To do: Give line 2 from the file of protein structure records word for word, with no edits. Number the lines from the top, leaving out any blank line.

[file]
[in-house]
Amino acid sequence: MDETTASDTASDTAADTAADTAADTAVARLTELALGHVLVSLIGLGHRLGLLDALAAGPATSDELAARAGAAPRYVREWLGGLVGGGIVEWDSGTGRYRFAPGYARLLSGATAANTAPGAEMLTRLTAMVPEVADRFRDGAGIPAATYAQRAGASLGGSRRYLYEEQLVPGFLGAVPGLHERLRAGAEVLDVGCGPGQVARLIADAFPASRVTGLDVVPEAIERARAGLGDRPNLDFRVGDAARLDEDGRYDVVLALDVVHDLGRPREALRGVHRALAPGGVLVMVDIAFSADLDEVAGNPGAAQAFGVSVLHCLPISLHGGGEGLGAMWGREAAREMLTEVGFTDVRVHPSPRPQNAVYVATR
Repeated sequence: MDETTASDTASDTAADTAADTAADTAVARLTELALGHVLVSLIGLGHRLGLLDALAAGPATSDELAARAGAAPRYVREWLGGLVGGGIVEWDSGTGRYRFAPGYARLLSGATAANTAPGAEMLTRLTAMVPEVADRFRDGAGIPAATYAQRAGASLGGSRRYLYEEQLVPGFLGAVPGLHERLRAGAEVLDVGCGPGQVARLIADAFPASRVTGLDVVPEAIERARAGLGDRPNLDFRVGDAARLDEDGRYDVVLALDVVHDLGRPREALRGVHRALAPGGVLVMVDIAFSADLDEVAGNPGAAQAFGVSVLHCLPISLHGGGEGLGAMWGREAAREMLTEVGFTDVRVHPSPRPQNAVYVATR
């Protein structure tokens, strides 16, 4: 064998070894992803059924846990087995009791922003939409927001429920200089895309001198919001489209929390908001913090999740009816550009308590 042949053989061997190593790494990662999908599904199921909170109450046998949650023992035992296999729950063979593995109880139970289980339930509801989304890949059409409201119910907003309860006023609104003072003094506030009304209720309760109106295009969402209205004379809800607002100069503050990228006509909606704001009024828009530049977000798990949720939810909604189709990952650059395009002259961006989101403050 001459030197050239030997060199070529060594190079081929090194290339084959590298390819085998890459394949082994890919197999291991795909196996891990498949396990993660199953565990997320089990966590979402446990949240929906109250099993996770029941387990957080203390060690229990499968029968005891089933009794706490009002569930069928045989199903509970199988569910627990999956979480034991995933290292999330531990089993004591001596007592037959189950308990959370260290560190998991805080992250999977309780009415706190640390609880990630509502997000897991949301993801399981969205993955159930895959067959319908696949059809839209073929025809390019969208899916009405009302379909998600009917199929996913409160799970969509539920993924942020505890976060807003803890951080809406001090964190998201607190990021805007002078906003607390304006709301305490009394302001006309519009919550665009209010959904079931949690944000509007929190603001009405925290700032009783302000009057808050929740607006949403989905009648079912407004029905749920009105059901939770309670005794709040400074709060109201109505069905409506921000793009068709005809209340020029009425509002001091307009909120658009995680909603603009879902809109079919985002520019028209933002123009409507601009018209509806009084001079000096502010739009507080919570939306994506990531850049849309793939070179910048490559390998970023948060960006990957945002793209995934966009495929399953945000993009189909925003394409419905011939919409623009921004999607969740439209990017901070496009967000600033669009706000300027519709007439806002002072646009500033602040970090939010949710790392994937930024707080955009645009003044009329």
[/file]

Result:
Amino acid sequence: MDETTASDTASDTAADTAADTAADTAVARLTELALGHVLVSLIGLGHRLGLLDALAAGPATSDELAARAGAAPRYVREWLGGLVGGGIVEWDSGTGRYRFAPGYARLLSGATAANTAPGAEMLTRLTAMVPEVADRFRDGAGIPAATYAQRAGASLGGSRRYLYEEQLVPGFLGAVPGLHERLRAGAEVLDVGCGPGQVARLIADAFPASRVTGLDVVPEAIERARAGLGDRPNLDFRVGDAARLDEDGRYDVVLALDVVHDLGRPREALRGVHRALAPGGVLVMVDIAFSADLDEVAGNPGAAQAFGVSVLHCLPISLHGGGEGLGAMWGREAAREMLTEVGFTDVRVHPSPRPQNAVYVATR